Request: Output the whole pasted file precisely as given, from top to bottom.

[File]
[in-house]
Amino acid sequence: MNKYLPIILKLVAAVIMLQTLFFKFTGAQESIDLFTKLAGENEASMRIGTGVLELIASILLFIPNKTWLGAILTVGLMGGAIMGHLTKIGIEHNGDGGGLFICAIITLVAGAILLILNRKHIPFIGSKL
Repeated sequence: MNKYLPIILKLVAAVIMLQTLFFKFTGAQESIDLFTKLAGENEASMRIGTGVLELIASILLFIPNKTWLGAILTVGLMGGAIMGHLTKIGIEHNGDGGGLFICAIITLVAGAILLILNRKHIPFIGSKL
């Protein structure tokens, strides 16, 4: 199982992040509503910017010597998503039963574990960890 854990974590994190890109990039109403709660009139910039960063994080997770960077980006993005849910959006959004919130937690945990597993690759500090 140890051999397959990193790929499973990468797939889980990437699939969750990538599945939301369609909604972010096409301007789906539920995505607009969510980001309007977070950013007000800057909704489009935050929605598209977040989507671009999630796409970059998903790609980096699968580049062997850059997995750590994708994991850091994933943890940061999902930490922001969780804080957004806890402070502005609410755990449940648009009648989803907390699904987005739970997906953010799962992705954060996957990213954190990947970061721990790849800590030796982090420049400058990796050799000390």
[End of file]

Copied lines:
[in-house]
Amino acid sequence: MNKYLPIILKLVAAVIMLQTLFFKFTGAQESIDLFTKLAGENEASMRIGTGVLELIASILLFIPNKTWLGAILTVGLMGGAIMGHLTKIGIEHNGDGGGLFICAIITLVAGAILLILNRKHIPFIGSKL
Repeated sequence: MNKYLPIILKLVAAVIMLQTLFFKFTGAQESIDLFTKLAGENEASMRIGTGVLELIASILLFIPNKTWLGAILTVGLMGGAIMGHLTKIGIEHNGDGGGLFICAIITLVAGAILLILNRKHIPFIGSKL
């Protein structure tokens, strides 16, 4: 199982992040509503910017010597998503039963574990960890 854990974590994190890109990039109403709660009139910039960063994080997770960077980006993005849910959006959004919130937690945990597993690759500090 140890051999397959990193790929499973990468797939889980990437699939969750990538599945939301369609909604972010096409301007789906539920995505607009969510980001309007977070950013007000800057909704489009935050929605598209977040989507671009999630796409970059998903790609980096699968580049062997850059997995750590994708994991850091994933943890940061999902930490922001969780804080957004806890402070502005609410755990449940648009009648989803907390699904987005739970997906953010799962992705954060996957990213954190990947970061721990790849800590030796982090420049400058990796050799000390």